Katherine Fallon

Laurel

I live in denial, and move from top
to bottom, left to right. Regardless

of what role I play with you, I’m happy
to let you lap me every time. It may be

true that we are nearing the end,
but we’ve still got some light left

and a place to go to, go around,
to harness. Think fainting goat, unshod.

Pronounce the word laurel. If you can
help it, Prettiest, join in. Shudder.

Striking Eel

In order to feel powerful, I pretend
to choose over sleep, a change of clothes.

Itʼs happening to me.

Brightest eyes of all in the sheet-less
hours of early morning. Tongue

the most secretive, striking eel.

Breastbone most visible, most wanted
and so most likely to split open

onto white meat and, really,

the handsomest of purple hearts.
Iʼd salt it to keep it safe, I would.

Make believe I have the choice to fall

and so, fall.

If the Room Caught Fire

Heirloom garnet choker, wedding dress pillowed inside
a dry, paper cloak. Passport and birth certificate, provided
your mother hasn’t failed you and lost it.

The box that belonged to you at 13 reads You Probably
Shouldn’t Open This.
Inside, love letters folded to be birds,
written on birch bark, sprayed with perfume.

I’m not even kidding. Your privacy, once endangered,
is given now to strangers on the train, the bus. Any queue
is now a chance to speak. You think the past a reason,
so you explain it, but you don’t understand:
it doesn’t say anything about you.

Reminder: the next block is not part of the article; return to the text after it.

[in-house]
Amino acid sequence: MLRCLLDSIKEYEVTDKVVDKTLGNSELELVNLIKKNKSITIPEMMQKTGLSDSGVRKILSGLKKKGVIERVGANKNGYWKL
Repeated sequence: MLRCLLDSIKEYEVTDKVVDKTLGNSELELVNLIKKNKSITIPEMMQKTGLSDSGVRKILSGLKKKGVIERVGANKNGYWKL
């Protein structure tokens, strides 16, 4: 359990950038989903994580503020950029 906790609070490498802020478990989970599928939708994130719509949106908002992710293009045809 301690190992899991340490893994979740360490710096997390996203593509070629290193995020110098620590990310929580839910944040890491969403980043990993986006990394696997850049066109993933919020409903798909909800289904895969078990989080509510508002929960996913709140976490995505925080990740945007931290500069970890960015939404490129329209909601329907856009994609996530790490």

Gold Star

Dog-tongue boutonniere, seamed
stockings, black garter belt

or slow song. Hand on the gear shift,
soft-centered truffle, oyster splayed

like a crime scene. Always, the clanking
of teeth: a toast. Always, a woman’s spirited

breath the hot air of an oven,
yeast risen against me.

Katherine Fallon’s poems have appeared or are forthcoming in AGNI, Colorado Review, Juked, Meridian, Foundry, and others, and will be included in Best New Poets 2019. Her chapbook, The Toothmakers’ Daughters, is available through Finishing Line Press. She shares domestic space with two cats and her favorite human, who helps her zip her dresses.
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About Posit Editor

Susan Lewis (susanlewis.net) is the editor of Posit (positjournal.com) and the author of ten books and chapbooks, including Zoom, winner of the 2017 Washington Prize, Heisenberg's Salon, This Visit, and State of the Union. Her poetry has appeared in such places as The Awl, Berkeley Poetry Review, Boston Review, The Brooklyn Rail, Cimarron, Gargoyle, The Journal, New American Writing, The New Orleans Review, Prelude, Raritan, Seneca Review, So to Speak, Verse, Verse Daily, and VOLT.